Doctors should obtain legal advice before treating asylum seekers

19th Jun 2015

Medical professionals working in immigration detention centres should obtain legal advice about their professional liability following new legislation which could gag them from speaking out about poor conditions for detainees, the Australian Lawyers Alliance (ALA) said today.

The new Border Force Act 2015 threatens ‘entrusted people’ such as doctors and other medical practitioners with up to two years’ jail for recording or disclosing information about conditions in centres such as those on Nauru and Manus Island, with limited exceptions.

However ALA spokesperson Dr Andrew Morrison SC said that the legislation potentially leaves doctors exposed to being sued or even subject to professional misconduct proceedings, as it could prevent them from complying with the standards and codes of conduct set by the Medical Board of Australia.

“A doctor is bound to act in the best interests of their patient, by virtue of their profession,” Dr Morrison said. 

“The government’s new Border Force Act leaves doctors in an impossible position. It is basically asking doctors to choose between themselves and their patients.”

“This new legislation places medical professionals who work in immigration detention centres in an ethical dilemma,” Dr Morrison said.  “On the one hand they are professionally sworn to act in the best interests of their patients and if they fail to do so, could face being struck off as a medical practitioner.”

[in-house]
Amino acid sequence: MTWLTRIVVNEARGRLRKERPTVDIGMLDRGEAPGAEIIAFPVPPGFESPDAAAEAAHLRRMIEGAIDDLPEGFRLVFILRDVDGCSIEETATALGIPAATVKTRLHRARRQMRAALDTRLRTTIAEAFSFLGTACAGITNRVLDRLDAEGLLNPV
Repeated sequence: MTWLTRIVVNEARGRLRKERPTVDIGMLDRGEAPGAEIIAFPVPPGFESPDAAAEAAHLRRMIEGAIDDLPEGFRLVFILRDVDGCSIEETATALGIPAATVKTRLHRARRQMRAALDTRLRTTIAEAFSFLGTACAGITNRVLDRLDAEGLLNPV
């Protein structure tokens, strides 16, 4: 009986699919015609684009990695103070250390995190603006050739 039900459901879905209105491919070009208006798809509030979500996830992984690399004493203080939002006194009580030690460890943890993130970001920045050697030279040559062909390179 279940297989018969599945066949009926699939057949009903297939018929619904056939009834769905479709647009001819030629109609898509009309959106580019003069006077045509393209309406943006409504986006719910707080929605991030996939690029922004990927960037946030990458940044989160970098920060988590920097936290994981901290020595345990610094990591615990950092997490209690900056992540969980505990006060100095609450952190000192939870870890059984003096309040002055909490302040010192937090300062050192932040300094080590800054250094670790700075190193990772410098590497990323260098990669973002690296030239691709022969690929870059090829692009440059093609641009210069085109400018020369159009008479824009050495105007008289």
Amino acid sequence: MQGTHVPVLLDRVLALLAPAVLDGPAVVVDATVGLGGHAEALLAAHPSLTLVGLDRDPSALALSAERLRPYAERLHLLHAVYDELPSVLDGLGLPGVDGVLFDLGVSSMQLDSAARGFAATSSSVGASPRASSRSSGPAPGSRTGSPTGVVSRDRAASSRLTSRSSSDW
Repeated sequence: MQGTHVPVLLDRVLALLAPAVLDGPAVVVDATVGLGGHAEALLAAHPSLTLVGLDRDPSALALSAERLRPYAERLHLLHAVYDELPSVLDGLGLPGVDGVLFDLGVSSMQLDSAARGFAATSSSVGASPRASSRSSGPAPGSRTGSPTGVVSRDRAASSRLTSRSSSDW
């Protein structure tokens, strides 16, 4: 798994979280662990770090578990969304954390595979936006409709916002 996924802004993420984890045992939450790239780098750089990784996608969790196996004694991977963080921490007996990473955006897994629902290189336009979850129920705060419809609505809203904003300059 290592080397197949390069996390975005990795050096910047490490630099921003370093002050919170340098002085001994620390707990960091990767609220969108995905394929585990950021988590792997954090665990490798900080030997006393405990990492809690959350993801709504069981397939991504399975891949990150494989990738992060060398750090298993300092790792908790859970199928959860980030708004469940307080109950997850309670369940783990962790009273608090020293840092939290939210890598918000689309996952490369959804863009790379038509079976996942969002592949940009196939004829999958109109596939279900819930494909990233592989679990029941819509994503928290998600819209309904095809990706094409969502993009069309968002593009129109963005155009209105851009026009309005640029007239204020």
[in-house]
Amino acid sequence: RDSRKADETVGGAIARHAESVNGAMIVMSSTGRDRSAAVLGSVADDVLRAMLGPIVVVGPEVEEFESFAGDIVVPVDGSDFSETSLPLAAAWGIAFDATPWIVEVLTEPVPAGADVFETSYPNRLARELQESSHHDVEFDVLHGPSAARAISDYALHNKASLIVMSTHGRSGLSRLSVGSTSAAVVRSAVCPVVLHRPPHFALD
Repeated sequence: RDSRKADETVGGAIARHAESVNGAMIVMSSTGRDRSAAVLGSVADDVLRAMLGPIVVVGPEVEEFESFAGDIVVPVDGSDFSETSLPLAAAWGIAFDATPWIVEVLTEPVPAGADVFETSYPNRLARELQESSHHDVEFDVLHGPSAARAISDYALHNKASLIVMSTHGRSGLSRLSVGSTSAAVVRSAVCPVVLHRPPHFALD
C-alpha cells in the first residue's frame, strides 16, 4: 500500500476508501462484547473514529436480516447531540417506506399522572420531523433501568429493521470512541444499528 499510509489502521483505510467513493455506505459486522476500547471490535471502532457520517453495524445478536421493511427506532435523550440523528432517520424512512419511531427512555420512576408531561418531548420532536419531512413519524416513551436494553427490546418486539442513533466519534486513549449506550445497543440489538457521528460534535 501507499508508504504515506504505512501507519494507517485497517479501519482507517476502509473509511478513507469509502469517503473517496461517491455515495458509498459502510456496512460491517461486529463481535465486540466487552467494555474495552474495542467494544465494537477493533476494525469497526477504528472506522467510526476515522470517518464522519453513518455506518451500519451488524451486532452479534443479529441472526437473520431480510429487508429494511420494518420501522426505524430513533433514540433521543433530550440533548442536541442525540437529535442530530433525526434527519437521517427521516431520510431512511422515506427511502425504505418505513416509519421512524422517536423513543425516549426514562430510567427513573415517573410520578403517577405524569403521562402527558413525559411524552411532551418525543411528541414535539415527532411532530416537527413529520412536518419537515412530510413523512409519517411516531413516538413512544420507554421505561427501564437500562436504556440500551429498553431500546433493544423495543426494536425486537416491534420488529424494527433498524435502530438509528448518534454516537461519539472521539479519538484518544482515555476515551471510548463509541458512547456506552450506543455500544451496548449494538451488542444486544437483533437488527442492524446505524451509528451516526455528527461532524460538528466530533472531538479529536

“However, on the other hand they are threatened with the prospect of imprisonment if they disclose information that highlights abysmal breaches of their patients’ human rights which does not adequately fulfil legislative exceptions.”

“There is a fine line that they must walk. This is an ethical and legal tightrope for doctors,” Dr Morrison said.   

“The government’s own guidelines state that the standard of healthcare provided in regional processing centres should be ‘broadly comparable to what is available in Australia and the best available in the circumstances’. How can this be achieved when standards in the centres are so grossly inadequate, and healthcare professionals are inhibited from highlighting this?”  

“Doctors in this situation may find themselves exposed to civil proceedings if they are forced to administer medical care in a way which would not be acceptable under Australian law,” Dr Morrison said. “It may be advisable for medical practitioners to seek legal advice before treating patients in detention under these new legislative requirements.”

“It would be a sad day if Australian doctors are forced to continue to choose between their own best interests and those of their most vulnerable patients being held in immigration detention.”

“Medical professionals owe a duty of care to their patients. A higher duty is that of a non-delegable duty of care – which the Australian Lawyers Alliance has submitted is the duty owed to detainees by the Commonwealth,” Dr Morrison said. 

“In the future, medical professionals could also see themselves exposed to proceedings for negligence for injury that results from a breach of duty of care.”

Dr Morrison said that it was time that the Australian government acknowledge that ongoing legislative reform regarding migration issues was running counter to duty of care obligations at common law.

“At some point, there will come a precipice at which the Australian government will have no choice but to face its mounting liabilities,” Dr Morrison said. 

“Until that point, individuals, such as asylum seekers, medical professionals and staff within the centre, bear an unduly heavy burden that should not be upon their shoulders. Responsibility legally rests with the Commonwealth.” 


Tags: Human rights Asylum seekers and refugees Health, medicine and law